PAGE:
When writing shorter headlines, Weinstock advocates for alliteration. “I would argue the human mind perceives alliteration as it does a pun; such a hint of humor tends to give readers a warm and fuzzy feeling regardless of what the article is about,” she says. A recent Discover piece on coastal archaeology came with the headline “Finding fast-fading footprints,” for instance. “Alliteration can make headlines fun and you don’t run the risk of seeming flippant or inappropriate,” Morello adds.
For Kelly Oakes, the science editor at BuzzFeed UK, a site known for its lists and eye-catching headlines, writing starts with the headline. “If you can’t sum up an idea in one sentence, it might not be right for a post,” she says. She adds that the headline can change as the piece comes together.
Oakes says most posts on BuzzFeed are tested with multiple headlines, allowing editors to monitor how many people see each post and the percentage of clicks. They then choose to display to everyone the headline that is performing the best. “Putting numbers in headlines seems to work,” says Oakes. “Something about quantifying exactly what someone is going to get makes it seem more manageable and makes them more likely to click through.” BuzzFeed’s “A 34-step guide to string theory, as explained by cats” lets readers know exactly what to expect: a complex topic broken into digestible bits, accompanied by cat gifs.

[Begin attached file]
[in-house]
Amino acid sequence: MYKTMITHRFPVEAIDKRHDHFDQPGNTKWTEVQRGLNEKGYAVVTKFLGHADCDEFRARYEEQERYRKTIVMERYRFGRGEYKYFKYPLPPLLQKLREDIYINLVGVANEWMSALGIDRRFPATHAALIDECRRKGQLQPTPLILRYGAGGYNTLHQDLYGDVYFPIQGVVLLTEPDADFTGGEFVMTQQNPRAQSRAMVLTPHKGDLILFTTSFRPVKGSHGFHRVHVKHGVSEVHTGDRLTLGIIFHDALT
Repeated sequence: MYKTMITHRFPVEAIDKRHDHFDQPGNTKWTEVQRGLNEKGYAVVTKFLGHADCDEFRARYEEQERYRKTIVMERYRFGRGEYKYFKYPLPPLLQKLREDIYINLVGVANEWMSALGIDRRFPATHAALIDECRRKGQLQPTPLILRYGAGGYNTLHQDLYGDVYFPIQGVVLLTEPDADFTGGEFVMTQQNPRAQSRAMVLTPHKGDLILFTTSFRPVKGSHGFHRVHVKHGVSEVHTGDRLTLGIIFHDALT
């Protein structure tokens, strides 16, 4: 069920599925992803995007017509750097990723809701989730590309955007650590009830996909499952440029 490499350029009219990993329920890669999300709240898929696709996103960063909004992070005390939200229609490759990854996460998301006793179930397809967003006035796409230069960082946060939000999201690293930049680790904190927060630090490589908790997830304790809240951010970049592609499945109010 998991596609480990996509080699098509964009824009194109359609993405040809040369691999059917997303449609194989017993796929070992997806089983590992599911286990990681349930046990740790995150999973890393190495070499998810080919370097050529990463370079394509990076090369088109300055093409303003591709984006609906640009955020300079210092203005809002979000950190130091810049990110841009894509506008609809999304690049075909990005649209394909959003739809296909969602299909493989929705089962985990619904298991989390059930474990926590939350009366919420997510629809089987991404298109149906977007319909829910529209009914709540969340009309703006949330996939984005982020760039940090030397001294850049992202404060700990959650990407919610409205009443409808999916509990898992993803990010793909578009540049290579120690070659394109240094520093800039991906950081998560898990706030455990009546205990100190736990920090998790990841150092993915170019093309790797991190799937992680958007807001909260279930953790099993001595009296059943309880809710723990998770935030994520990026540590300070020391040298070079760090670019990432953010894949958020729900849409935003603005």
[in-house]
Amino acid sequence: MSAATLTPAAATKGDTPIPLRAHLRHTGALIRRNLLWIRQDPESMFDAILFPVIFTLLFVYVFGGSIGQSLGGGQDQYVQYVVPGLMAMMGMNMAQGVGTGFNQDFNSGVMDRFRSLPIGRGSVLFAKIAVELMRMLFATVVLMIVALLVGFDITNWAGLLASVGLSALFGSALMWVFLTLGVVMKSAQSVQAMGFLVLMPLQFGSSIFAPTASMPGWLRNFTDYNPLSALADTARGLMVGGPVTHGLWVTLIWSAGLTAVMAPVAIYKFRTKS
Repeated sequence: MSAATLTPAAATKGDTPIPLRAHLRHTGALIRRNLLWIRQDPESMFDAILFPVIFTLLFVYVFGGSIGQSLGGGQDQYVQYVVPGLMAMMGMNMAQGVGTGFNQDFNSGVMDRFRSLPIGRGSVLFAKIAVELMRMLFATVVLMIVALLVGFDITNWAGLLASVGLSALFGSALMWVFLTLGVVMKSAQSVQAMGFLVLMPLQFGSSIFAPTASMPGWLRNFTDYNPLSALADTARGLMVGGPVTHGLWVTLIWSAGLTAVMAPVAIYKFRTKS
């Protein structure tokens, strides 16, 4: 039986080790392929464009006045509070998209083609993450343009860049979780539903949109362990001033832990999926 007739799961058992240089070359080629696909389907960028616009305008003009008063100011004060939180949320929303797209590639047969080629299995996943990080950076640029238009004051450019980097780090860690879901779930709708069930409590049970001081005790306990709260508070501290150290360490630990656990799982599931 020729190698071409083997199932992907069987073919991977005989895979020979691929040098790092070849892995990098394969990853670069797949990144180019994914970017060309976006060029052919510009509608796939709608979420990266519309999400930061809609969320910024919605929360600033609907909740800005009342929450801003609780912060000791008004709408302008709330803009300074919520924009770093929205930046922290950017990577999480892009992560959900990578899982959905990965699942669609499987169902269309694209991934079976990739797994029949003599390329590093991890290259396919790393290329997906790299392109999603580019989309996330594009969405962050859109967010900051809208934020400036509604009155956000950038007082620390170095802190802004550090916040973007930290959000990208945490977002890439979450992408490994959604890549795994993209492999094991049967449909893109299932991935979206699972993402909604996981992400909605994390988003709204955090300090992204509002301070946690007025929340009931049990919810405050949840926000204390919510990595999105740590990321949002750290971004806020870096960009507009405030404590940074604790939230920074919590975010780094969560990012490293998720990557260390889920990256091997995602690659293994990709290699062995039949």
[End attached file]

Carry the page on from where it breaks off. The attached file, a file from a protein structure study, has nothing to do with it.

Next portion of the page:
What to Avoid
Oakes notes that the aim of a headline is not solely to get readers to click but also to appropriately manage their expectations. Readers who are satisfied after finishing a post are more likely to share it with others, she says. Helmuth agrees and says headlines that promise more than they deliver can build resentment among readers over time. “You want the headline to make the best possible case for reading the story, as long as it’s the best possible fair case,” she says.
Terms that oversell the news, like “mind-blowing” and “ground-breaking,” should be retired. Opt instead for more specific or curious vocabulary. Whenever possible, Weinstock says to avoid well-worn constructions that rely on phrases like “scientists discover” or “mystery solved.” Also, headlines that pose a question that can be answered by a simple yes or no may be rejected out of hand.